The subsidy game: Slouching toward Wisconsin


The Star Tribune’s Thomas Lee reports that “Another Minnesota company leaves for Wisconsin.”

Dr. Joseph Ward, vice president of Marketing, said: “RJA Dispersions chose John Wold’s River Bluffs Business Center not only for its attractive location and economics, but also for the availability of industrial level power. Bill Rubin, director of the St Croix Economic Development Corporation coordinated key resources including availability of financial support from Char Gurney and the West Central Wisconsin Regional Planning Commission which is making our expansion plans possible in this difficult financing climate.”

Emphasis mine.

Hey, I get why a manufacturer might covet “availability of industrial level power,” even though it’s a mystery to me why the company could find better power in Hudson, Wisconsin, than is available in 3M’s backyard. Just a hunch, but I think the “availability of financial support” probably played a bigger role.

Growth & Justice is a progressive economic think tank committed to making Minnesota’s economy simultaneously more prosperous, fair, and environmentally sustainable.

Hudson is also home of the long-vacant St. Croix Meadows dog track, which promised big crowds, fancy restaurants and an influx of high-rolling tourism when it opened in 1991. You’d think communities would learn, but maybe the weeds growing up in the cracks in the parking lot aren’t enough of a reminder.

This move is hardly on the same scale, but it brought to mind that only last week, Dell Inc. announced that it will shut down its state-of-the-art desktop computer manufacturing plant in Winston-Salem, N.C. facility by January, with the loss of 905 jobs.

Dell was promised more than $300 million in state and local incentives to open the [$130 million] plant. But it was required to invest $100 million, create 1,700 jobs by September 2010 and maintain those jobs for 10 more years. If those terms weren’t met, the company would forfeit the incentive package.

Dell owed the state another 800 jobs in less than a year. Folding the state-of-the-art tent seems almost honorable.

Dell says it “will absolutely continue to comply with and honor all agreements with various governmental entities,” which means it will pay back at least some of the help it received to locate there. As required.

[Winston-Salem Mayor Allen] Joines said he was assured by Kip Thompson, vice president for facilities, that Dell will honor its commitment to repay the $15.56 million the city has provided since Dell agreed to build the plant.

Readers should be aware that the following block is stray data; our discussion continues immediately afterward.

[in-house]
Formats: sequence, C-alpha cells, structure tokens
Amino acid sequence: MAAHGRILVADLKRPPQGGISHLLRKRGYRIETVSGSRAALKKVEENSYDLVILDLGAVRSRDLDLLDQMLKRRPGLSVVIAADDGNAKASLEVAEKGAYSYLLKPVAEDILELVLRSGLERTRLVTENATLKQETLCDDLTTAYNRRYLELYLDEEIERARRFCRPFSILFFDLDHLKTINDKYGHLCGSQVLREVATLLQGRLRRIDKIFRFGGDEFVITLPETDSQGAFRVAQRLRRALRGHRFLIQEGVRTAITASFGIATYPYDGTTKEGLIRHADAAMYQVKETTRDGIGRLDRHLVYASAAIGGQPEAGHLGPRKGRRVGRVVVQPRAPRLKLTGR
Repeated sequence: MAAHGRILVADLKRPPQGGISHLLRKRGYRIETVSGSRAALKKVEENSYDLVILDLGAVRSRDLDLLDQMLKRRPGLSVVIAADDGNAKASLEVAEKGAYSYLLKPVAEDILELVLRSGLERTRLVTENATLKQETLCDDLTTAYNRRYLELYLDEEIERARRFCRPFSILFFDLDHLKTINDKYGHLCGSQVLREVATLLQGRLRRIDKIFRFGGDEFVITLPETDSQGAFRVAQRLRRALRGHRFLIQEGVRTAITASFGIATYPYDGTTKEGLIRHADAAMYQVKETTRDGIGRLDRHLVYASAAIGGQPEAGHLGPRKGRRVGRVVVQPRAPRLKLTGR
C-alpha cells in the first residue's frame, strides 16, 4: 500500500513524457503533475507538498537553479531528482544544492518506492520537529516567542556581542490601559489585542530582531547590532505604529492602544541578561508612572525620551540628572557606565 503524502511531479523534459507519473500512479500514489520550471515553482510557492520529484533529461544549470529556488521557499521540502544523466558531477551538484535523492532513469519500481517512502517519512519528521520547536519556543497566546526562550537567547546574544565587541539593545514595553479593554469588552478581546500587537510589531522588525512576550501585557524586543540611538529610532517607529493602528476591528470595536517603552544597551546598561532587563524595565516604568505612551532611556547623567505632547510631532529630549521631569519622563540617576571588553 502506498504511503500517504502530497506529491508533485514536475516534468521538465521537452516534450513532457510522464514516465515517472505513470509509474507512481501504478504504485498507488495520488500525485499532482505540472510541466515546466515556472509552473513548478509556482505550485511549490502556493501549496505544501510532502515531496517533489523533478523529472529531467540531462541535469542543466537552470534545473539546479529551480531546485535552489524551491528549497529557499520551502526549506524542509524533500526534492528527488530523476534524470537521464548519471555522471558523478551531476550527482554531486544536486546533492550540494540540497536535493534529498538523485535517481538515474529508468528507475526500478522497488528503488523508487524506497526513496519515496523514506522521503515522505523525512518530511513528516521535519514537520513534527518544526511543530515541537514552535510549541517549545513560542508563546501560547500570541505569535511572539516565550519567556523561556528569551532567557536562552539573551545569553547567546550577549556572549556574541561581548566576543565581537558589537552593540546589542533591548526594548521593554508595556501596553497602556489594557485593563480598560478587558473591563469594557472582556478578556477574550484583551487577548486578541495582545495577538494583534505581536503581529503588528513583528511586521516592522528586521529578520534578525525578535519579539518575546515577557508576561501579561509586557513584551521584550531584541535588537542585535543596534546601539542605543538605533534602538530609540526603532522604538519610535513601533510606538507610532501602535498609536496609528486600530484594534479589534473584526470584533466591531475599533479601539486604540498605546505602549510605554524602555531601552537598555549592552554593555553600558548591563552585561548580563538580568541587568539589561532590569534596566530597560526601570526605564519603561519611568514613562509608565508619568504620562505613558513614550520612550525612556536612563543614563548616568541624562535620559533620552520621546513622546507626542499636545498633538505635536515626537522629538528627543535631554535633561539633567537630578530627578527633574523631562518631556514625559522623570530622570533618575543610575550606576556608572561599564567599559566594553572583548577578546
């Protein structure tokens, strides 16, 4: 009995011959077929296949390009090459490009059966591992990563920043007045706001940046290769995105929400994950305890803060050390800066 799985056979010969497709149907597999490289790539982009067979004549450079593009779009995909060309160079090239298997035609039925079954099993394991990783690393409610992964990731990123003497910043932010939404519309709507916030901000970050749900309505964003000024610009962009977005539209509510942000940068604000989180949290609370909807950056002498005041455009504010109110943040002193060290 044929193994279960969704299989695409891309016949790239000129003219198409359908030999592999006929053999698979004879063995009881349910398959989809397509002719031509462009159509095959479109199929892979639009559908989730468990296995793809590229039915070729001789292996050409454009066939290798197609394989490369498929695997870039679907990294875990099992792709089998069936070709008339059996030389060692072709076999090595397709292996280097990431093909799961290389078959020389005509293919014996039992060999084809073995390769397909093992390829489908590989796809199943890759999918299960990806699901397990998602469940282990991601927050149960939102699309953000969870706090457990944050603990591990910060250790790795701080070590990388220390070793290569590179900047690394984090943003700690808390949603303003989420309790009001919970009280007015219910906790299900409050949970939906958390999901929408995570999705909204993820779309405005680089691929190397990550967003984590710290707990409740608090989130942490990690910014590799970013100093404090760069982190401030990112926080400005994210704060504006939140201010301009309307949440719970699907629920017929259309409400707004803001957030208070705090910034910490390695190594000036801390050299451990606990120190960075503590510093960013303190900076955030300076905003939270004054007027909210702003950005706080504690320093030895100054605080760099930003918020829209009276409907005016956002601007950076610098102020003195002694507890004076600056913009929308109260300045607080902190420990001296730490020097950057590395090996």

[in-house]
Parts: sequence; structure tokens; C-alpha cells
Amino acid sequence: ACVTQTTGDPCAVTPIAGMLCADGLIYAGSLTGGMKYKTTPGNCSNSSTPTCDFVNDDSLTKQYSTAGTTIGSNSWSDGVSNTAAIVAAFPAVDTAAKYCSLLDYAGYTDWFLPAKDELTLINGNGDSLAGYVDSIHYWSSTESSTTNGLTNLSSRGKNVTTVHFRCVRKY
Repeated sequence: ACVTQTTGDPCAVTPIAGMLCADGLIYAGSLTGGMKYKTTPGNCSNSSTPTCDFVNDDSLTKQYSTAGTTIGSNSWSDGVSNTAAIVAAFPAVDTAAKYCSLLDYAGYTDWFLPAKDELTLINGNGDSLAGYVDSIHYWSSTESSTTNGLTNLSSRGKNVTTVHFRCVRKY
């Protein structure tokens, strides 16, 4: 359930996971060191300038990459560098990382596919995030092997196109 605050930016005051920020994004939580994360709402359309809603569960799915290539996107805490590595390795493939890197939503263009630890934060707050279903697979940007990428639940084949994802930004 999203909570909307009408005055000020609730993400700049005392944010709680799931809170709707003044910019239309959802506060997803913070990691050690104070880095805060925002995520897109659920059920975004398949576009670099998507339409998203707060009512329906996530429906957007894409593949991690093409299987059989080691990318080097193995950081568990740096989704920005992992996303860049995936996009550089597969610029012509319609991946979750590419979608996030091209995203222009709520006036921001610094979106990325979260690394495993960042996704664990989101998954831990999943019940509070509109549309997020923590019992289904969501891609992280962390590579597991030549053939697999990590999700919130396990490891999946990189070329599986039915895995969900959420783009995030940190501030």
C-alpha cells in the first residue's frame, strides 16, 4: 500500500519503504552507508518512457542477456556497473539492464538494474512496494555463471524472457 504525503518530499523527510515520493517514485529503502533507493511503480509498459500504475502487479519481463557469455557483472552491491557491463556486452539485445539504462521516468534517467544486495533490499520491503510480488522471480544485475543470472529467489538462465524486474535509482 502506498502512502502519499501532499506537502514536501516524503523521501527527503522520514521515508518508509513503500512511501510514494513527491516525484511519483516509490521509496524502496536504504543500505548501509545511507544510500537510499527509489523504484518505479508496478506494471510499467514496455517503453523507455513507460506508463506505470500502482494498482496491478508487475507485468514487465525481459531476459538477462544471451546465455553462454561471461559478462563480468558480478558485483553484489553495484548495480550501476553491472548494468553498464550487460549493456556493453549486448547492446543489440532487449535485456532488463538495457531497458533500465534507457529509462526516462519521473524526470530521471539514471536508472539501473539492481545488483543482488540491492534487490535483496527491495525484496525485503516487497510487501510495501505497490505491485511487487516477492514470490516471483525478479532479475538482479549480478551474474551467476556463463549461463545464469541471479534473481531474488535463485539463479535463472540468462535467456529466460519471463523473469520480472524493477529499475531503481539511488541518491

But millions of dollars won’t be returned. Public agencies paid to prepare the Dell site for construction, widen roads leading to the plant, and equip community colleges to train company workers before the plant opened.

Our friends at Good Jobs First remind us that Dell was more aggressor than suitor. Greg Leroy’s chapter on corporate tax dodges [PDF] details how Thompson ran the negotiations:

“Here’s what it’ll take,” Dell vice president Kip Thompson told Commerce Secretary Jim Fain in May 2004, according to Fain’s notes. “1) free land; 2) free bldg.; 3) no taxes; 4) training at $5m; 5) participation in creation of future value in the community.” The 
following month, Thompson said to Fain: “[I am] not wowed here-not sure the state’s stepping up here …If a state like N.C. can’t get after this, I’m worried for our country – there’s a certain amount of patriotism here.”

Meanwhile, Dell has announced that it would move its Irish operations to Poland in exchange for a 54 million Euro ($80 million) subsidy. The Poles are grateful, but say they are undeluded about the way the subsidy game works.

[W]ith wage costs rising, people here know they may have just a decade to make the most of the “Dell Effect” before the company vanishes again.

Although there’s no specific talk of tax concessions in the brief story about the Minnesota company leaving for Wisconsin, the “another” in the headline implies it is part of a trend, and it may be tempting for readers to assume that our supposed unfriendly business tax climate is to blame.

But Wisconsin’s total taxes as percent of income is now about 12.2 percent, ranking 13th, compared to 11.8 percent and a 19th ranking for Minnesota.

Let’s hope Wisconsin doesn’t decide to become Minnesota’s Poland. Then, who will be Wisconsin’s China?